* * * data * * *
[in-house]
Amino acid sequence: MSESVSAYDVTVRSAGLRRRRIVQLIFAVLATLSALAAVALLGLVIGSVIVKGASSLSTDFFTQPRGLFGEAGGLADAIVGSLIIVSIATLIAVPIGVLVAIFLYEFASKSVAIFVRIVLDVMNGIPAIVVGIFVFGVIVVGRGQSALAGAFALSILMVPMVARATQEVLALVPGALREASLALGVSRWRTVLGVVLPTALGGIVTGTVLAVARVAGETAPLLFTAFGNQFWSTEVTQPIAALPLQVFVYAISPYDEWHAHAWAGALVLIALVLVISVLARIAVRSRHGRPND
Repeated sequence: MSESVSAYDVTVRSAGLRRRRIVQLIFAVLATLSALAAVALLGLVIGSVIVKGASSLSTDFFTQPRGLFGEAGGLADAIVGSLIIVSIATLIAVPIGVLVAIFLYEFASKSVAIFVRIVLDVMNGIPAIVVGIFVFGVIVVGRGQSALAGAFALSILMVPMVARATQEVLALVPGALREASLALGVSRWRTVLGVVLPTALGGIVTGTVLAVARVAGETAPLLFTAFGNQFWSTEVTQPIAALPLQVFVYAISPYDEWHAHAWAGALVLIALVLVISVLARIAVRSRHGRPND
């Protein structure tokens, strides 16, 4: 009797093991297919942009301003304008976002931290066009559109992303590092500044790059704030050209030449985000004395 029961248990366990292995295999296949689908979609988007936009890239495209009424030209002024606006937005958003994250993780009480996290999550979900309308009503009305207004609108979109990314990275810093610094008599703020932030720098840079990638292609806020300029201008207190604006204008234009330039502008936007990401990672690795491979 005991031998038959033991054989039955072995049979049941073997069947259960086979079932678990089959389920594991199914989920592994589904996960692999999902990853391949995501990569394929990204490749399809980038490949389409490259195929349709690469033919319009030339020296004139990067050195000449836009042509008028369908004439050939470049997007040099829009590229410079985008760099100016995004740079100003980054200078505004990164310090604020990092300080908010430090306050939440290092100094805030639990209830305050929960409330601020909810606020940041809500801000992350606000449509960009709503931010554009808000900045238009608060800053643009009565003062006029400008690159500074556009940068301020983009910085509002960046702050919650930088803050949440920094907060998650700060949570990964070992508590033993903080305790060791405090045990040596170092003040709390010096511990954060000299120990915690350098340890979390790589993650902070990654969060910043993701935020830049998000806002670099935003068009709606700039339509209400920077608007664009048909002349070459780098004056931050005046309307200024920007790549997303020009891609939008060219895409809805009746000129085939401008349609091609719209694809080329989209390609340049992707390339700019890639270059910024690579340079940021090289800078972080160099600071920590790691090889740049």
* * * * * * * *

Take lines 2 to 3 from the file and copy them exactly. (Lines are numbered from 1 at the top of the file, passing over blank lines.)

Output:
Amino acid sequence: MSESVSAYDVTVRSAGLRRRRIVQLIFAVLATLSALAAVALLGLVIGSVIVKGASSLSTDFFTQPRGLFGEAGGLADAIVGSLIIVSIATLIAVPIGVLVAIFLYEFASKSVAIFVRIVLDVMNGIPAIVVGIFVFGVIVVGRGQSALAGAFALSILMVPMVARATQEVLALVPGALREASLALGVSRWRTVLGVVLPTALGGIVTGTVLAVARVAGETAPLLFTAFGNQFWSTEVTQPIAALPLQVFVYAISPYDEWHAHAWAGALVLIALVLVISVLARIAVRSRHGRPND
Repeated sequence: MSESVSAYDVTVRSAGLRRRRIVQLIFAVLATLSALAAVALLGLVIGSVIVKGASSLSTDFFTQPRGLFGEAGGLADAIVGSLIIVSIATLIAVPIGVLVAIFLYEFASKSVAIFVRIVLDVMNGIPAIVVGIFVFGVIVVGRGQSALAGAFALSILMVPMVARATQEVLALVPGALREASLALGVSRWRTVLGVVLPTALGGIVTGTVLAVARVAGETAPLLFTAFGNQFWSTEVTQPIAALPLQVFVYAISPYDEWHAHAWAGALVLIALVLVISVLARIAVRSRHGRPND